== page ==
Sometimes being an expert on a topic can be a detriment — at least when large changes are afoot.
This may seem like a surprising statement, but the logic is pretty straightforward: You get so used to one set of circumstances that when the status quo is altered, it can be difficult to recalibrate your point of view.
It’s for this reason that so many seemingly entrenched ideas have found themselves uprooted over time, often to the chagrin of those tasked with predicting and avoiding those very shifts.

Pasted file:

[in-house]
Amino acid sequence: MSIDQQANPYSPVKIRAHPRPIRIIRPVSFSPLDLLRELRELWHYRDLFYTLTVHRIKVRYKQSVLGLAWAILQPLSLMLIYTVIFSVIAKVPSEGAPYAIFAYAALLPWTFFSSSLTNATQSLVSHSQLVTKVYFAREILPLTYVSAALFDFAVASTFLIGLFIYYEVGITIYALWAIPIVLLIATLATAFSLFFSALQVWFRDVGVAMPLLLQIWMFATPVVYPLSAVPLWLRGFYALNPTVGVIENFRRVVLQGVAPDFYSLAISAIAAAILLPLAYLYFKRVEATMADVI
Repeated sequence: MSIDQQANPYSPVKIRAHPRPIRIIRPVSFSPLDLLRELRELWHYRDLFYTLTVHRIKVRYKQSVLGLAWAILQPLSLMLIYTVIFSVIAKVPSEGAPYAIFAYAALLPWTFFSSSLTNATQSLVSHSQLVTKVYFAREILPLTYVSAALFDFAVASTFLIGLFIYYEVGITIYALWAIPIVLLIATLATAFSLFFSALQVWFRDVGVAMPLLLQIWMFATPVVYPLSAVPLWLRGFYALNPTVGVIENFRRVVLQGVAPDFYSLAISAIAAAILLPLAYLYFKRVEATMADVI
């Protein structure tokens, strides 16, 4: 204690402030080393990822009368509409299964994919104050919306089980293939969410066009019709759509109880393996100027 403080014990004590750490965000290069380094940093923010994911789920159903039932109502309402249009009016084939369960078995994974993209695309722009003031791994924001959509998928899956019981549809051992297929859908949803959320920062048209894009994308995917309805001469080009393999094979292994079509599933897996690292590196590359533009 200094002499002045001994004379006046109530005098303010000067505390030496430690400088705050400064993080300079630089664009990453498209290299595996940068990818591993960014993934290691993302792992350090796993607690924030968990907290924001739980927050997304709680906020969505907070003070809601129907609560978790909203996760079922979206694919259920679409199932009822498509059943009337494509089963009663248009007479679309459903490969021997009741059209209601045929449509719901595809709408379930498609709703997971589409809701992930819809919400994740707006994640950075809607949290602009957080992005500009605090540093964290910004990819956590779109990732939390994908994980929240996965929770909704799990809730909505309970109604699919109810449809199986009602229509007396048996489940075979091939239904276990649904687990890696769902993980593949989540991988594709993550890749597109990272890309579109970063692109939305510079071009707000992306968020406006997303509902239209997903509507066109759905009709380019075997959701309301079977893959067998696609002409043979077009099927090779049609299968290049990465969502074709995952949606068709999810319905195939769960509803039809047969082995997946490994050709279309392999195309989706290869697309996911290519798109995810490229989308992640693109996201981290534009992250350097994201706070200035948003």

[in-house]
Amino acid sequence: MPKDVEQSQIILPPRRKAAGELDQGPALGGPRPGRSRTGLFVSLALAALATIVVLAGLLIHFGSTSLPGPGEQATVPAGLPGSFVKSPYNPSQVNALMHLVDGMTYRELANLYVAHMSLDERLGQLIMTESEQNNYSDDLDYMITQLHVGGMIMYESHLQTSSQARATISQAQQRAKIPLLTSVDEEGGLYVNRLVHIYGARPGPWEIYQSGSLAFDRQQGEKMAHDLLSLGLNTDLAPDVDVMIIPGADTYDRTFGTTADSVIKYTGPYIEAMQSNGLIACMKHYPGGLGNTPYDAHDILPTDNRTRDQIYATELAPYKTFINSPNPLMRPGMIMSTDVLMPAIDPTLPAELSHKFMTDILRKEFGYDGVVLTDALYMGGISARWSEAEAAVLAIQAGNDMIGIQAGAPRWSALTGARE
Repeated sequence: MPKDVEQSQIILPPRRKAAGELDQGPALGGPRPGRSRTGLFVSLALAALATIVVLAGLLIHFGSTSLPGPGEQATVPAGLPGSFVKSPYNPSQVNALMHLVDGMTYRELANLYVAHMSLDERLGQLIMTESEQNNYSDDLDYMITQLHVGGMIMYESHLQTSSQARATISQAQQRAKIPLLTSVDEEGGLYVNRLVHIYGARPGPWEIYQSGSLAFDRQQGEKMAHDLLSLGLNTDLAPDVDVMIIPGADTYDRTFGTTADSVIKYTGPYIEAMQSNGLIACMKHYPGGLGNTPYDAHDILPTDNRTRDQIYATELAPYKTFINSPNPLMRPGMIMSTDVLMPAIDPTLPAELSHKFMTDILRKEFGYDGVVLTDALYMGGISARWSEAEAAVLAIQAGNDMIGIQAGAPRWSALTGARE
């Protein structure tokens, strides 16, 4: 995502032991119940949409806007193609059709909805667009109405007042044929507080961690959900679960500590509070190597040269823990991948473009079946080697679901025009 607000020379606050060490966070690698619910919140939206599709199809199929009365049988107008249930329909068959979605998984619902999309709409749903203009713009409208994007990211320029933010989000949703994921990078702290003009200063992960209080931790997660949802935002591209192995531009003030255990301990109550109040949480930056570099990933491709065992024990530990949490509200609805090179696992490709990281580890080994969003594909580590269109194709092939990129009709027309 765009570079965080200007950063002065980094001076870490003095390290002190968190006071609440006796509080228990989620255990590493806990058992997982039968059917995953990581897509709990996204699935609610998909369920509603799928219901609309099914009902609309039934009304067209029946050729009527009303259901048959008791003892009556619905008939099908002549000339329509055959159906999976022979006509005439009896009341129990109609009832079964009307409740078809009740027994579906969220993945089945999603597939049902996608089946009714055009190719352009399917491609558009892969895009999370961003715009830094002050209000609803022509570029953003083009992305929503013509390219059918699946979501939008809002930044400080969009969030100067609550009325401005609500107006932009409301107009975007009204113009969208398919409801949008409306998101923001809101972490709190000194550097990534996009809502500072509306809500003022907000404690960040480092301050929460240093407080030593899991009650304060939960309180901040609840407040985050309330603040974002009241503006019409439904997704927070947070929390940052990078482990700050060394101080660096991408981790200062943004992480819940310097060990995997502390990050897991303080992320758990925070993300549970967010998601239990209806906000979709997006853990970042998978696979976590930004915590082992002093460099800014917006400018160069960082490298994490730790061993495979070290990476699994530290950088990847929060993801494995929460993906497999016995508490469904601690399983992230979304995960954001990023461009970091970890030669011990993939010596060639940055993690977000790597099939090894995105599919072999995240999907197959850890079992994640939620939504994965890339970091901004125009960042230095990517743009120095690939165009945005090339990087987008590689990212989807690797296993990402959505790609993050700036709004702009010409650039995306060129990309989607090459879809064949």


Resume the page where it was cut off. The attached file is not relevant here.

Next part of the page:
Dennis Lynch realized this early in what’s shaped up to be an immensely successful investment career, and made a move that’s informed many of his biggest decisions ever since — he hired a “disruptive change researcher” to insulate his portfolios from this phenomenon.
It was 2004, and the recruit’s name was Stan DeLaney, who’d just finished up his MBA at Stanford.